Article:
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  • Open Access

PReS-FINAL-2347: Does switching anti-TNFΑ biologic agents an effective option in childhood chronic uveitis: the evidence from a systematic review and meta-analysis approach

  • 1,
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Pediatric Rheumatology201311 (Suppl 2) :P337

https://doi.org/10.1186/1546-0096-11-S2-P337

  • Published:

Keywords

  • Infliximab
  • Etanercept
  • Adalimumab
  • Intraocular Inflammation
  • Previous Failure

Introduction

A subset of patients, of unknown percentage, fail to respond to TNFα blockers or are unable to tolerate these therapies and may therefore benefit from switching to another drug.

Objectives

to report the evidence regarding the effectiveness of switching to another anti-TNFα treatment in children with childhood autoimmune chronic uveitis (ACU), failure/refractory to the first course of anti-TNFα treatment.

Methods

A systematic search between January 2000 and May 2013 was conducted using EMBASE, Ovid MEDLINE, Evidence Based Medicine Reviews-ACP Journal Club, Cochrane libraries, and EBM Reviews. Studies investigating the efficacy of anti-TNFα therapy, as the second biologic treatment for ACU, in children (≤16 yrs) refractory to a first course of a single anti-TNFα treatment, topical and/or systemic steroid therapy and at least one DMARD, were eligible for inclusion. The primary outcome measure was the improvement of intraocular inflammation, as defined by the SUN working group criteria, at 6 (± 2) month follow-up on treatment.

Results

Among 1086 identified articles, 128 were scrutinized: 10 observational studies, 7 on Adalimumab (ADA), 4 on Infliximab (INF), were deemed eligible, including 40 children (ADA n = 34, INF n = 6). JIA was the most common disease: 39 out 40 cases (97.5%).Seven-teen children received Etanercept: 11 were switched to ADA, the remaining 6 to INF. All the 23 children previously received INF were switched to ADA. Altogether, 30 children (24 on ADA, 6 on INF) out of 40 responded to treatment, and the proportion of participants with a positive response ranged from 43% to 100% individual studies.The pooled analysis suggested that a second anti TNFα treatment with ADA and INF has a favorable effect in the improvement of intraocular inflammation: 0.75 (95% CI: 0.67-0.81) was the combined estimate of the proportion of subjects improving All 6 children who received INF after a previous failure to a course of ETA, responded. Eight out of eleven (72.7%) children with a previous failure ETA, and 16 out 23 (69.5%) with a previous failure to INF, responded to a second course of anti TNFα treatment with ADA.Eighteen chidlren on ADA and all 6 on INF have been able to tape and/or discontinue systemic steroid administration; discontinuation/tapering of concomitant DMARD therapy was possible for 7 out of 19 children receiving ADA, 3 out of 4 children receiving INF. Four eligible papers did not report extractable data regarding visual outcome. Nine of 11 children (73%) showed improvement or stable normal visual acuity post ADA treatment, and 5 out of 6 children (79.3%) after INF. Among 33 anti-TNFα exposed children, data regarding side effects were not available from 2 studies (n = 7), 6 (25.2%) experienced adverse events: 5 while on ADA (all 5 complaining pain discomfort and/or local reactions), 1 on INF, who experienced a transient broncospastic cough.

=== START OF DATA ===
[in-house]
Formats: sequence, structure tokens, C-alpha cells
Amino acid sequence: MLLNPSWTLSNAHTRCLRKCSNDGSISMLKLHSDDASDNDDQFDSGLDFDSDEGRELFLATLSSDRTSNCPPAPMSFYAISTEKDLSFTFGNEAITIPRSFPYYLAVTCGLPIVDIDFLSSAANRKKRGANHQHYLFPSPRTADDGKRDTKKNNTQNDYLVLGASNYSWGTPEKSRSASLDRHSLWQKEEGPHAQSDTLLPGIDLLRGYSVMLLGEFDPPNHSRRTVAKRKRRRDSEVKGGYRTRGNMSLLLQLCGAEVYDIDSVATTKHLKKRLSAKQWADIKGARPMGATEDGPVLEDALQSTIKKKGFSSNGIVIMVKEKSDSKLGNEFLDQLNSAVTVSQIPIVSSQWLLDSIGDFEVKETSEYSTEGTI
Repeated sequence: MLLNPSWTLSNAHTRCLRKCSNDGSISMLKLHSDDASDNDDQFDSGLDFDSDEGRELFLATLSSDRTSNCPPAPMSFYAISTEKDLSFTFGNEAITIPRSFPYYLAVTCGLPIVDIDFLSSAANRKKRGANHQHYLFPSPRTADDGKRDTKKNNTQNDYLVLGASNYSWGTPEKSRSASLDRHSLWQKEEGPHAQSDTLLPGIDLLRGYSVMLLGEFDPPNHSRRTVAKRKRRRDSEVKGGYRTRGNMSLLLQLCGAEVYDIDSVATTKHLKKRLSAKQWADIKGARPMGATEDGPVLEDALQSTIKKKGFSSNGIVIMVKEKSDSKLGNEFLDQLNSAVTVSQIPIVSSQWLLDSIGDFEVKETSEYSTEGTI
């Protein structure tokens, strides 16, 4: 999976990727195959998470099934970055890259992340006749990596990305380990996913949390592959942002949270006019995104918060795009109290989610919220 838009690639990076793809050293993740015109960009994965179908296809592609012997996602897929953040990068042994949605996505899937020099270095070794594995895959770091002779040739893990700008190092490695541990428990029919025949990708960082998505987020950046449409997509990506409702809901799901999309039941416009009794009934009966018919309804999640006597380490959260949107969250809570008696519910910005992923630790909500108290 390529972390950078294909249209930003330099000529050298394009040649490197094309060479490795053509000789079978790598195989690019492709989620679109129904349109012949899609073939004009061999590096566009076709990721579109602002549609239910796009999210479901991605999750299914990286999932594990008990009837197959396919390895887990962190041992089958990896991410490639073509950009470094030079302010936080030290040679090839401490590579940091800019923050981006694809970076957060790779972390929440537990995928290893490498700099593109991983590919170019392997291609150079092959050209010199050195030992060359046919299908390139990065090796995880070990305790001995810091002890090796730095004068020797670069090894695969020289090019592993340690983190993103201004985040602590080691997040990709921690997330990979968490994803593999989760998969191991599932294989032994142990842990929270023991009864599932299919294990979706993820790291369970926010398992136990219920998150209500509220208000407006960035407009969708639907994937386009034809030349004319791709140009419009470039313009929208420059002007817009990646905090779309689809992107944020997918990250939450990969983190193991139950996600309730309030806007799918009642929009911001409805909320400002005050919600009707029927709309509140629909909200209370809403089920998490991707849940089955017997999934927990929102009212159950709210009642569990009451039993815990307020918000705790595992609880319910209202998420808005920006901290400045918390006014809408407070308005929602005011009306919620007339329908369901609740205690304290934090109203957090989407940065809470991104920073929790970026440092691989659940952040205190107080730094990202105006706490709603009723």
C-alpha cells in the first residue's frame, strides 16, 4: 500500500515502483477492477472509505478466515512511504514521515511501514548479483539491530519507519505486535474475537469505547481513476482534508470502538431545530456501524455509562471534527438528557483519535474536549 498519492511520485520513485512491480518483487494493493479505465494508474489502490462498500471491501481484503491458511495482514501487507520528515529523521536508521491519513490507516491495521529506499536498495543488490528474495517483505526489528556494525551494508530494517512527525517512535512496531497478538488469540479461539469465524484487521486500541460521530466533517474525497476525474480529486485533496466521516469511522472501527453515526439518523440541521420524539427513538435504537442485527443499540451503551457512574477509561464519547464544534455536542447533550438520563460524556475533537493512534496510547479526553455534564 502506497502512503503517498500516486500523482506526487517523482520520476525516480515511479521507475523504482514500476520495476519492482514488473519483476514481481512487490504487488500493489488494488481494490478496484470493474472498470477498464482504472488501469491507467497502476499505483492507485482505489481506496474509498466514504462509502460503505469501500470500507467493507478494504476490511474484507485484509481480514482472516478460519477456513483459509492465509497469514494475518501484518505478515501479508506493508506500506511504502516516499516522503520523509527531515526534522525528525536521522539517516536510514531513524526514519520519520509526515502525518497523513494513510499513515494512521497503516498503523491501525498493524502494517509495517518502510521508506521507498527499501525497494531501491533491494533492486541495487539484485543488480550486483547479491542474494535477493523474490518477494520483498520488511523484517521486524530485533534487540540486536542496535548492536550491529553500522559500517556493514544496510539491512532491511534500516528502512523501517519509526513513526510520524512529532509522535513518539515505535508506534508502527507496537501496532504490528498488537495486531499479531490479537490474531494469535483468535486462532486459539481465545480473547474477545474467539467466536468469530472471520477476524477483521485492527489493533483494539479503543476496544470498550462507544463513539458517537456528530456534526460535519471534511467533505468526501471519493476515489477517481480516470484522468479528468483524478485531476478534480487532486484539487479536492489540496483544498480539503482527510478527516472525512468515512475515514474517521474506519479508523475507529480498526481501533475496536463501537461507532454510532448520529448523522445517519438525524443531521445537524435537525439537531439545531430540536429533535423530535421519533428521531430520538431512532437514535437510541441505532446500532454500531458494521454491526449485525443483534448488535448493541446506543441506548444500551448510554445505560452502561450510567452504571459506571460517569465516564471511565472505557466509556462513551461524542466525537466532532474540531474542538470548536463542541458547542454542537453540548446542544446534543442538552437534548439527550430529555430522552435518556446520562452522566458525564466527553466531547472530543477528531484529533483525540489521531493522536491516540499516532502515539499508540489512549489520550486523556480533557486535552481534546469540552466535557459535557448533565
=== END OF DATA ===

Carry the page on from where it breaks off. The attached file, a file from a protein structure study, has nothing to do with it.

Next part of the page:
Conclusion

Switching between anti-TNFa obtains an overall probability of improvement of intraocular inflammation in 75% children affected by refractory ACU. No switching has been reported to ETA, all children received ADA or INF after the first anti TNFα failure.

Disclosure of interest

None declared.

Authors’ Affiliations

(1)
Rheumatology Unit-Department of Pediatrics, A.Meyer Children's Hospital University of Florence, Firenze, Italy
(2)
Musculoskeletal Research Programme-Epidemiology Group, Institute of Applied Health Sciences, University of Aberdeen, Aberdeen, UK
(3)
Rheumatology Unit-Department of Paediatrics, A.Meyer Children's Hospital, University of Florence, Firenze, Italy
(4)
Musculoskeletal Research Programme-Epidemiology Group, Institute of Applied Health Sciences, University of Aberdeen, Aberdeen, UK

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